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Drinking rainwater from banana leaf, Nigeria. (c) I. Uwanaka/UNEP
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poverty and trade > books > hungry for trade

Hungry for Trade
How the poor pay for free trade

Posted: 09 May 2002

by John Madeley
Zed Books, London, 2000, �9.99pb

He begins with the débâcle of the WTO Conference in Seattle in 1999. That provides a base for his argument that the fundamental need of our time for the poor of the world is food security. Far from increasing food security, the liberalisation of trade has undermined it. cover

The poorest nations of our world are losing out to the richest in the balance of trade. The poorest farmers are being forced away from food production for local needs to producing for First World markets at cheap prices. The major international corporations are tying up the control of food trade through patenting, and the way in which they are using the development of GM foods.

John Madeley's demolition job on the structure of international trade and finance, and the work of WTO, is convincing - much more convincing than the optimism of the British Government's recent White Paper on globalisation.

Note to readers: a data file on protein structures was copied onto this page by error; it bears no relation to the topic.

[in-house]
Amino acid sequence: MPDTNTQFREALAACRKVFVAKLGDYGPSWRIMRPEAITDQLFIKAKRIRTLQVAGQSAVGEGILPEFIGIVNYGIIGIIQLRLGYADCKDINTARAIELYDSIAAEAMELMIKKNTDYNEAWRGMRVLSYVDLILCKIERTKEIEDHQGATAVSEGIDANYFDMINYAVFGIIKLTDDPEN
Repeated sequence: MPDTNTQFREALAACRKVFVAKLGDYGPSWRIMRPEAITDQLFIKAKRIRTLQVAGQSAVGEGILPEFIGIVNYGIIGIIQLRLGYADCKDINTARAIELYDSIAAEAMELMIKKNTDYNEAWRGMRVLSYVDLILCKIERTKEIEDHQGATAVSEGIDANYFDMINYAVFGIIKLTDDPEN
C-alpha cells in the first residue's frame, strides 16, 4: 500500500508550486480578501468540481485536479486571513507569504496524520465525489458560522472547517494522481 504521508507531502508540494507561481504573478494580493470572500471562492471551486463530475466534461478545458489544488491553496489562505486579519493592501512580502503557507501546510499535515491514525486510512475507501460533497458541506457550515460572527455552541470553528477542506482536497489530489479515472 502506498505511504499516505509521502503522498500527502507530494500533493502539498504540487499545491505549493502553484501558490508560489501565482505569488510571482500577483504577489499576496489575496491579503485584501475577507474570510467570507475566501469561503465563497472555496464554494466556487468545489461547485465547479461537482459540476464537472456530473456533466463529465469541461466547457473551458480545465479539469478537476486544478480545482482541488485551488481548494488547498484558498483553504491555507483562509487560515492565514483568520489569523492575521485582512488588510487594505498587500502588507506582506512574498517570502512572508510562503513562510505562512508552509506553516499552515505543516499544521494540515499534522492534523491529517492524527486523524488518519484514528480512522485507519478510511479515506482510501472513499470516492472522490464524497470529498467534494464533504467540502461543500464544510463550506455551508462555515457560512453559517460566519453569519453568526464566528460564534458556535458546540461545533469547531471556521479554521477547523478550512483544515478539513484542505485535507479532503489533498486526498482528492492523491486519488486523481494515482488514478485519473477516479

This is only the beginning of a long road of fresh thought and understanding. The task is to begin to construct achievable alternatives. This book finds hope in the processes of permaculture in agriculture, which has demonstrated its capacity to deliver for the poorest farmers of the world. It also places confidence in the development of the fair-trade movement.

These are, however, small signs of what is possible. People of good will and vision in international politics, finance and trade need to join together with the poor and with the NG0s to seek new solutions. Macro as well as micro answers are needed quickly, if the gap between rich and poor is to stop growing ever wider. That is an urgent moral and spiritual challenge to us all. This book needs to be widely read.

This review first appeared in the London-based Church Times, 23 February 2001.

Reviewer: Reverend John Gladwin
The Rt Revd John Gladwin is the Bishop of Guildford in England, UK.

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Guillermo, a cocoa farme, Dominican Republic. Photo: Fairtrade Foundation
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